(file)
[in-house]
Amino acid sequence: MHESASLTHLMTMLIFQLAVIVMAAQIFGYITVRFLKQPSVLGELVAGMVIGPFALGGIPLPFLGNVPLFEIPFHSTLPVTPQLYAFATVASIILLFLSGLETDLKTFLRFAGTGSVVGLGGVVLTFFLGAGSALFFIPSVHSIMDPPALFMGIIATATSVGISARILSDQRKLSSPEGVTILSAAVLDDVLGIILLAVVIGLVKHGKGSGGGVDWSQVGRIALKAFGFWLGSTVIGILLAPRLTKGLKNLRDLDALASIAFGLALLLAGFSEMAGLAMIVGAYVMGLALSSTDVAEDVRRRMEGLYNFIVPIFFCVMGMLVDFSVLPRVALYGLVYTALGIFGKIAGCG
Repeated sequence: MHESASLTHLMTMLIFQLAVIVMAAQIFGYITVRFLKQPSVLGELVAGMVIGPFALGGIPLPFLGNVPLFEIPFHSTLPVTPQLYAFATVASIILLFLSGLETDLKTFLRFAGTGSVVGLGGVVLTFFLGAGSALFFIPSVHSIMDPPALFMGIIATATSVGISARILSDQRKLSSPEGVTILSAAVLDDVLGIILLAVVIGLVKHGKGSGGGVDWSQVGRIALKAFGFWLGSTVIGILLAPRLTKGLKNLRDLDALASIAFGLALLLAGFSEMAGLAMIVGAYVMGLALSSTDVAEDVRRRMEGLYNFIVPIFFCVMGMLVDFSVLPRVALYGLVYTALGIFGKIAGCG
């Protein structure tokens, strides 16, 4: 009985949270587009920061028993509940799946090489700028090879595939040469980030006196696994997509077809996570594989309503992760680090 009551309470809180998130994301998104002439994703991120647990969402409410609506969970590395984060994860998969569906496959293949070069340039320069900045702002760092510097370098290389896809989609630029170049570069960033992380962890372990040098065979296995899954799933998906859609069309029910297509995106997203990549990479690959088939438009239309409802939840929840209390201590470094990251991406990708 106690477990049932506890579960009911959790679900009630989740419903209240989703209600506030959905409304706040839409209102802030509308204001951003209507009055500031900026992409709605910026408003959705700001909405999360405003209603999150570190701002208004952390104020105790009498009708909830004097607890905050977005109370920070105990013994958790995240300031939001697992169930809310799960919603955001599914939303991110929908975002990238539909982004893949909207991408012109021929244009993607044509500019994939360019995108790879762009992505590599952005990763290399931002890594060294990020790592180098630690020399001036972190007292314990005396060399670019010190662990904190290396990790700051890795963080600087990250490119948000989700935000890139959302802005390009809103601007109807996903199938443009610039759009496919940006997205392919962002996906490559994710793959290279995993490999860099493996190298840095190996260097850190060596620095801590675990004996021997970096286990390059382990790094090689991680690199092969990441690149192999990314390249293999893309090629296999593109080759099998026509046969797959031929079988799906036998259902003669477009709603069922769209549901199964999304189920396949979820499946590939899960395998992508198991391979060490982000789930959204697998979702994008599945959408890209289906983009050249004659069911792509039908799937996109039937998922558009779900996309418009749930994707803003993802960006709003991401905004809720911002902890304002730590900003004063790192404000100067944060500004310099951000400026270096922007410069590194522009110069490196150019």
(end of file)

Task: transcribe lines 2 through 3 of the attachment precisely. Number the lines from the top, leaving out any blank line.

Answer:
Amino acid sequence: MHESASLTHLMTMLIFQLAVIVMAAQIFGYITVRFLKQPSVLGELVAGMVIGPFALGGIPLPFLGNVPLFEIPFHSTLPVTPQLYAFATVASIILLFLSGLETDLKTFLRFAGTGSVVGLGGVVLTFFLGAGSALFFIPSVHSIMDPPALFMGIIATATSVGISARILSDQRKLSSPEGVTILSAAVLDDVLGIILLAVVIGLVKHGKGSGGGVDWSQVGRIALKAFGFWLGSTVIGILLAPRLTKGLKNLRDLDALASIAFGLALLLAGFSEMAGLAMIVGAYVMGLALSSTDVAEDVRRRMEGLYNFIVPIFFCVMGMLVDFSVLPRVALYGLVYTALGIFGKIAGCG
Repeated sequence: MHESASLTHLMTMLIFQLAVIVMAAQIFGYITVRFLKQPSVLGELVAGMVIGPFALGGIPLPFLGNVPLFEIPFHSTLPVTPQLYAFATVASIILLFLSGLETDLKTFLRFAGTGSVVGLGGVVLTFFLGAGSALFFIPSVHSIMDPPALFMGIIATATSVGISARILSDQRKLSSPEGVTILSAAVLDDVLGIILLAVVIGLVKHGKGSGGGVDWSQVGRIALKAFGFWLGSTVIGILLAPRLTKGLKNLRDLDALASIAFGLALLLAGFSEMAGLAMIVGAYVMGLALSSTDVAEDVRRRMEGLYNFIVPIFFCVMGMLVDFSVLPRVALYGLVYTALGIFGKIAGCG